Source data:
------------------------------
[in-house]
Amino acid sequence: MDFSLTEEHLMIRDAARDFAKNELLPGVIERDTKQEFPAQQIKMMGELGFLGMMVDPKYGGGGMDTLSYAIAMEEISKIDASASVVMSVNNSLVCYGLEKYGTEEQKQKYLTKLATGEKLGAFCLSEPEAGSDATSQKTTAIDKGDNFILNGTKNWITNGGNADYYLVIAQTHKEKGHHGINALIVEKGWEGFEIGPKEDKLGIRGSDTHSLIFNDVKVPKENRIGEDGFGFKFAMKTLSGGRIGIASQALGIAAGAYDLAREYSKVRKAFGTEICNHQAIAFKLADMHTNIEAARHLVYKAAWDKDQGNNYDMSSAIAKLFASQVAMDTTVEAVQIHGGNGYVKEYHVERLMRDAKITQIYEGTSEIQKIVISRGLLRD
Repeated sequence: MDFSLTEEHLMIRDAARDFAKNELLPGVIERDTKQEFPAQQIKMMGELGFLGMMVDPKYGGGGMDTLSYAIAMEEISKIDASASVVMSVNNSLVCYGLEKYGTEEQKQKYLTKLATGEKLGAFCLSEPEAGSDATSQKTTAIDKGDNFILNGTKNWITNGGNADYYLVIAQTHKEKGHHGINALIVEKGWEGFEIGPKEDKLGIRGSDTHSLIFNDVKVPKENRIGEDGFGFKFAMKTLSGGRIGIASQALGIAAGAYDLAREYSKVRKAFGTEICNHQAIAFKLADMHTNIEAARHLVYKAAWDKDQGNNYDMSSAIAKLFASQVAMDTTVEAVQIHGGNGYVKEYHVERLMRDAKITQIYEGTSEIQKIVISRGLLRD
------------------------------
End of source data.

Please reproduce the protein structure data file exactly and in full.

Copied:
[in-house]
Amino acid sequence: MDFSLTEEHLMIRDAARDFAKNELLPGVIERDTKQEFPAQQIKMMGELGFLGMMVDPKYGGGGMDTLSYAIAMEEISKIDASASVVMSVNNSLVCYGLEKYGTEEQKQKYLTKLATGEKLGAFCLSEPEAGSDATSQKTTAIDKGDNFILNGTKNWITNGGNADYYLVIAQTHKEKGHHGINALIVEKGWEGFEIGPKEDKLGIRGSDTHSLIFNDVKVPKENRIGEDGFGFKFAMKTLSGGRIGIASQALGIAAGAYDLAREYSKVRKAFGTEICNHQAIAFKLADMHTNIEAARHLVYKAAWDKDQGNNYDMSSAIAKLFASQVAMDTTVEAVQIHGGNGYVKEYHVERLMRDAKITQIYEGTSEIQKIVISRGLLRD
Repeated sequence: MDFSLTEEHLMIRDAARDFAKNELLPGVIERDTKQEFPAQQIKMMGELGFLGMMVDPKYGGGGMDTLSYAIAMEEISKIDASASVVMSVNNSLVCYGLEKYGTEEQKQKYLTKLATGEKLGAFCLSEPEAGSDATSQKTTAIDKGDNFILNGTKNWITNGGNADYYLVIAQTHKEKGHHGINALIVEKGWEGFEIGPKEDKLGIRGSDTHSLIFNDVKVPKENRIGEDGFGFKFAMKTLSGGRIGIASQALGIAAGAYDLAREYSKVRKAFGTEICNHQAIAFKLADMHTNIEAARHLVYKAAWDKDQGNNYDMSSAIAKLFASQVAMDTTVEAVQIHGGNGYVKEYHVERLMRDAKITQIYEGTSEIQKIVISRGLLRD